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The Internationalist
  December 2016

Cops, Feds, Pipeline Companies – Get Out of Indian Lands!

Hands Off Standing Rock Sioux!

Cops attack demonstrators protesting Dakota Access Pipeline at Standing Rock Indian Reservation on November 20, blasting them with water cannon in sub-freezing weather.  (Richard Tsong-Taatarii/StarTribune [Minneapolis])

DECEMBER 4 – In a significant (but perhaps temporary) victory for the Native American and other protesters at the Standing Rock Indian Reservation, and their supporters elsewhere, the U.S. Army Corps of Engineers today announced it would not grant an easement (permission to build) for the Dakota Access Pipeline (DAPL) to cross the Missouri River at the Reservation. Instead, it said the builders should “explore alternative routes” – which Energy Transfer Partners (ETP), the main owner of the DAPL, has refused to do.

The Standing Rock Sioux tribe has opposed the Missouri River crossing at that site as endangering water supplies and violating Indian land rights. The pipeline was originally planned to cross the Missouri north of the state capital of Bismarck, but when politicians objected, the route was moved south to cross at Standing Rock in a blatant case of environmental racism. In response, thousands of Native Americans (including representatives of more than 300 tribes) and others have traveled to the reservation to support the “water protectors.”

The federal action may stop the pipeline for now, but the battle is far from over. Many protesters and tribal leaders focused on pressuring the Obama administration into blocking the pipeline crossing. But ETP has powerful support not only from North Dakota’s Republican government, which is entirely in the pocket of the oil companies, but also from putative president-elect Donald Trump, who is an investor in the DAPL and has called for it to be built at that site. A new administration in Washington next January could easily reverse the Army Corps of Engineers ruling.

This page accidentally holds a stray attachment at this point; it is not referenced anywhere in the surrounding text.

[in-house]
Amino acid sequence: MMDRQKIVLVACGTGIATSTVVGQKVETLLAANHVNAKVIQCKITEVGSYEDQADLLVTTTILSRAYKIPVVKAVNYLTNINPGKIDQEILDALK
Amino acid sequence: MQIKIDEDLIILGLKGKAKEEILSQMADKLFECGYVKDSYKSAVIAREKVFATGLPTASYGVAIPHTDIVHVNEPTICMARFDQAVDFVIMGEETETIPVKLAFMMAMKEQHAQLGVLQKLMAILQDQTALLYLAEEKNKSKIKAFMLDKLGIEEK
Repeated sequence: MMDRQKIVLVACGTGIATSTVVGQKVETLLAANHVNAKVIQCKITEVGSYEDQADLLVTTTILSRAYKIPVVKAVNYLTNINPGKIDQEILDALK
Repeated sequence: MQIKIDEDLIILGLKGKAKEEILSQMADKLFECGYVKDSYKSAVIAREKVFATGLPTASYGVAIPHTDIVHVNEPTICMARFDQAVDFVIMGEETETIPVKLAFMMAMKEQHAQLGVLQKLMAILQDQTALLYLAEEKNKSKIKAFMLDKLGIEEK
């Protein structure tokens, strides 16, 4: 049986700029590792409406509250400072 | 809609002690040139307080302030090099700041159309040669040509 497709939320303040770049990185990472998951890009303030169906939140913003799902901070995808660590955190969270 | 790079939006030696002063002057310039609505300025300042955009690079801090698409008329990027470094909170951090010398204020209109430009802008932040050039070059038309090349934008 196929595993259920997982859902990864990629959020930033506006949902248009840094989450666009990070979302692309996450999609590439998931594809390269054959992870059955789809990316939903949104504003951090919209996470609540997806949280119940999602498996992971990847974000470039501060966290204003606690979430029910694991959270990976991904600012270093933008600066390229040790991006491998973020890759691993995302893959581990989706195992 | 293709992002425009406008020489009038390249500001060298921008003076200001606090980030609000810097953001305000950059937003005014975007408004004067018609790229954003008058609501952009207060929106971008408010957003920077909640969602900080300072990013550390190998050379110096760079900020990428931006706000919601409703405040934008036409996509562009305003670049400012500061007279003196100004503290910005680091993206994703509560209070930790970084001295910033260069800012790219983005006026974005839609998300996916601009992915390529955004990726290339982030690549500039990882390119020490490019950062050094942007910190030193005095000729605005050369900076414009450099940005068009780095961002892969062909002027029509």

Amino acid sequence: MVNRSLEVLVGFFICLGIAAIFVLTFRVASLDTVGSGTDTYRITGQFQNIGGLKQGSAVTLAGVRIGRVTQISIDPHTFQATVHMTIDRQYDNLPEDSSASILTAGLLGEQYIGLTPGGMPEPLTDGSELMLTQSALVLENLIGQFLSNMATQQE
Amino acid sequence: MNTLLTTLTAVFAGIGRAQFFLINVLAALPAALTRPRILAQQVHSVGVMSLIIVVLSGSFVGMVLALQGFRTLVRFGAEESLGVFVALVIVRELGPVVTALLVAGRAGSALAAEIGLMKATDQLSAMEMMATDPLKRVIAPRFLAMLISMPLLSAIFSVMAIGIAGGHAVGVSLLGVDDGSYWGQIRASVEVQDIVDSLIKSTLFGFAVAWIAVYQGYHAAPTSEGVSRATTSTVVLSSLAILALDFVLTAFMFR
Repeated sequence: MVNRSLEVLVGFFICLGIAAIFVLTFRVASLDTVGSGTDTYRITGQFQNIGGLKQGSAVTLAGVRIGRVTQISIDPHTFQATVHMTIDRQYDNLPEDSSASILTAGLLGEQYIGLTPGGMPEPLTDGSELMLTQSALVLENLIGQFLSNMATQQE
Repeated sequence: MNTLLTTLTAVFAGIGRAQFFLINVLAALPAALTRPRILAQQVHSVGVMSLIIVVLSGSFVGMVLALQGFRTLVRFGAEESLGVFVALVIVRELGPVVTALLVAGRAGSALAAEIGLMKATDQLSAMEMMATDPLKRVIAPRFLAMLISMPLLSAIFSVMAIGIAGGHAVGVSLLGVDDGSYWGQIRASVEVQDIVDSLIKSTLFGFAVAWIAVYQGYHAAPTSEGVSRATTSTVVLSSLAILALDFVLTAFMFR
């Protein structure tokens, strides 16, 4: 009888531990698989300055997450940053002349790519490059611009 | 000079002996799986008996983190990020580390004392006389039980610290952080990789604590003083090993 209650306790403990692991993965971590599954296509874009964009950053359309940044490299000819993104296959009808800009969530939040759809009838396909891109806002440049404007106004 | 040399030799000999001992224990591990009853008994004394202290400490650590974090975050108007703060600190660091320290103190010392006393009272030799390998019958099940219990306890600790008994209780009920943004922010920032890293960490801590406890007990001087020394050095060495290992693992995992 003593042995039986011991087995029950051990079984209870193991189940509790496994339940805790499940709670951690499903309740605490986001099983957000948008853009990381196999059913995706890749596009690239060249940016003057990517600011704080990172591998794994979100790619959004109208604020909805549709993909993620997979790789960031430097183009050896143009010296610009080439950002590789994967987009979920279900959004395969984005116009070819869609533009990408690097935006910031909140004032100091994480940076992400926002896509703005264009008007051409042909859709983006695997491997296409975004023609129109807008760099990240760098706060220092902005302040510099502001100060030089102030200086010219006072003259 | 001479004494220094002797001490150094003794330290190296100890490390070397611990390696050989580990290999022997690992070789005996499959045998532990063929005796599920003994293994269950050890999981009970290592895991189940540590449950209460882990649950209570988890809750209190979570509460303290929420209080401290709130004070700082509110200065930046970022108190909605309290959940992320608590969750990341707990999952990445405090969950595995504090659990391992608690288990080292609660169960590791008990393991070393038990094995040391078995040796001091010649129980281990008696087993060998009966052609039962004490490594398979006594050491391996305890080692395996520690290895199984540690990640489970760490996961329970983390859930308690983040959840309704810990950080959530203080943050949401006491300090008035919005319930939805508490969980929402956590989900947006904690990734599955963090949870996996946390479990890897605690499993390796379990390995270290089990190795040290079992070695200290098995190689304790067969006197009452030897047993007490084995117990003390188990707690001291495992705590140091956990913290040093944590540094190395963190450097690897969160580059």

Colorado River Indians, joining with 300 tribes,  delcare their solidarity with the Standing Rock Sioux, September 3.
(Robyn Beck/AFP)

Moreover, there could still be a confrontation at the construction site on December 5 or in coming days as police have threatened to arrest anyone who crosses a bridge. Local police have been openly racist, calling the Indian protesters “evil” for violating sacrosanct private “property rights” of the pipeline company – on land which was granted to the Sioux in an 1851 treaty and subsequently stolen from them.

State and local police and sheriffs deputies from as far away as Minneapolis, Wisconsin, Indiana and Cincinnati, Ohio have participated in the brutal cop attacks on the Standing Rock protesters. In opposition to the vicious repression, hundreds of veterans from across the country are presently gathering to “take a stand with Standing Rock.”

While liberals, environmental activists and many leftists have opposed the pipeline as such, meaning that much of North Dakota oil would continue to be shipped by rail which is far more dangerous, the Internationalist Group has taken the position of supporting the Standing Rock Sioux – and solidarizing with their courageous resistance to the forces of racist repression – in opposing the construction of the pipeline at the reservation as an attack on Native American rights.

Internationalist Group at November 3 demonstration in Los Angeles protesting attempt to run pipeline through    Standing Rock Indian Reservation, potentially endangering water supply and violating Native American rights.  (Internationalist photo)

At a November 3 protest in Los Angeles, IG signs called for: “Hands Off Standing Rock Sioux,” “Cops, Feds, Pipeline Companies – Get Out of Indian Lands!” and “Pipeline? Run It Thru the Golf Courses of N.D. Power Elites!” We also demand that all charges be dropped against the more than 500 protesters who have been arrested during the course of the struggle. ■